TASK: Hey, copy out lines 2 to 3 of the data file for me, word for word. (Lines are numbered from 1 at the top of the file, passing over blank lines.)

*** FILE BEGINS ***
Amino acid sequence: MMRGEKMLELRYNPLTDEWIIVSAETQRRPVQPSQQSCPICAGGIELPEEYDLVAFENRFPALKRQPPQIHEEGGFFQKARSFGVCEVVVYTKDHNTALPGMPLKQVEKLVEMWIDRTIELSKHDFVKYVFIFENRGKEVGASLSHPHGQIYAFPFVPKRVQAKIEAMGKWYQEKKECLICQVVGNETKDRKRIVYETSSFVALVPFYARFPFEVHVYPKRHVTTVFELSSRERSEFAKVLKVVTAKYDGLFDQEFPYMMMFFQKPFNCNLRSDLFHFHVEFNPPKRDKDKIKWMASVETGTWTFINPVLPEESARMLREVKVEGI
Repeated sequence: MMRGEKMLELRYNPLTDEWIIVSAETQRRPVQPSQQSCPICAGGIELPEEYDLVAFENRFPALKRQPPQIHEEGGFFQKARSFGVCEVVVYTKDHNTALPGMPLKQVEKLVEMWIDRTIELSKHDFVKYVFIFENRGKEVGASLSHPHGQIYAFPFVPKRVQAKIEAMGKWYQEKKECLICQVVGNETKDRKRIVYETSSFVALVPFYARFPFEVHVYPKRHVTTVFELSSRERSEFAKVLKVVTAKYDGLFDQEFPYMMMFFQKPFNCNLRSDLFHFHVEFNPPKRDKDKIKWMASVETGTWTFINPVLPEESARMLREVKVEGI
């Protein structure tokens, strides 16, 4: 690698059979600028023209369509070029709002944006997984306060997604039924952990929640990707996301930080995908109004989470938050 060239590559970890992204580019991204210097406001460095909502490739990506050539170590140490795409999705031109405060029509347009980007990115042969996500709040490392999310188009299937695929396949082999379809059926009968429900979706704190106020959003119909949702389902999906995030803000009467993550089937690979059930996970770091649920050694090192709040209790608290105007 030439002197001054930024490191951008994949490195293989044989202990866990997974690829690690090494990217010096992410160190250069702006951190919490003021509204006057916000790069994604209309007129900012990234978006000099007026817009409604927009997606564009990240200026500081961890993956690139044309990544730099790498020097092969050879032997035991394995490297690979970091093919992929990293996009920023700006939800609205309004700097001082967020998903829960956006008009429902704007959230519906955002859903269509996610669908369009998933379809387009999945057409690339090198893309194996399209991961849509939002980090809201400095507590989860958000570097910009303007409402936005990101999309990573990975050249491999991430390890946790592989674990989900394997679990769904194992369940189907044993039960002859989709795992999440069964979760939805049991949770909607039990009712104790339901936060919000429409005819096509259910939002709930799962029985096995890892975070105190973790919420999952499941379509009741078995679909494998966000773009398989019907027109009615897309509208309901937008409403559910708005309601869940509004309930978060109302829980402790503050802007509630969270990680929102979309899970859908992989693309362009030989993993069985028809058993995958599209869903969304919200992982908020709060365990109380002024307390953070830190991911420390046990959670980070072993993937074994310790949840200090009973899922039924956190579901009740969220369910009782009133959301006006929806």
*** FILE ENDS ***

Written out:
Repeated sequence: MMRGEKMLELRYNPLTDEWIIVSAETQRRPVQPSQQSCPICAGGIELPEEYDLVAFENRFPALKRQPPQIHEEGGFFQKARSFGVCEVVVYTKDHNTALPGMPLKQVEKLVEMWIDRTIELSKHDFVKYVFIFENRGKEVGASLSHPHGQIYAFPFVPKRVQAKIEAMGKWYQEKKECLICQVVGNETKDRKRIVYETSSFVALVPFYARFPFEVHVYPKRHVTTVFELSSRERSEFAKVLKVVTAKYDGLFDQEFPYMMMFFQKPFNCNLRSDLFHFHVEFNPPKRDKDKIKWMASVETGTWTFINPVLPEESARMLREVKVEGI
């Protein structure tokens, strides 16, 4: 690698059979600028023209369509070029709002944006997984306060997604039924952990929640990707996301930080995908109004989470938050 060239590559970890992204580019991204210097406001460095909502490739990506050539170590140490795409999705031109405060029509347009980007990115042969996500709040490392999310188009299937695929396949082999379809059926009968429900979706704190106020959003119909949702389902999906995030803000009467993550089937690979059930996970770091649920050694090192709040209790608290105007 030439002197001054930024490191951008994949490195293989044989202990866990997974690829690690090494990217010096992410160190250069702006951190919490003021509204006057916000790069994604209309007129900012990234978006000099007026817009409604927009997606564009990240200026500081961890993956690139044309990544730099790498020097092969050879032997035991394995490297690979970091093919992929990293996009920023700006939800609205309004700097001082967020998903829960956006008009429902704007959230519906955002859903269509996610669908369009998933379809387009999945057409690339090198893309194996399209991961849509939002980090809201400095507590989860958000570097910009303007409402936005990101999309990573990975050249491999991430390890946790592989674990989900394997679990769904194992369940189907044993039960002859989709795992999440069964979760939805049991949770909607039990009712104790339901936060919000429409005819096509259910939002709930799962029985096995890892975070105190973790919420999952499941379509009741078995679909494998966000773009398989019907027109009615897309509208309901937008409403559910708005309601869940509004309930978060109302829980402790503050802007509630969270990680929102979309899970859908992989693309362009030989993993069985028809058993995958599209869903969304919200992982908020709060365990109380002024307390953070830190991911420390046990959670980070072993993937074994310790949840200090009973899922039924956190579901009740969220369910009782009133959301006006929806």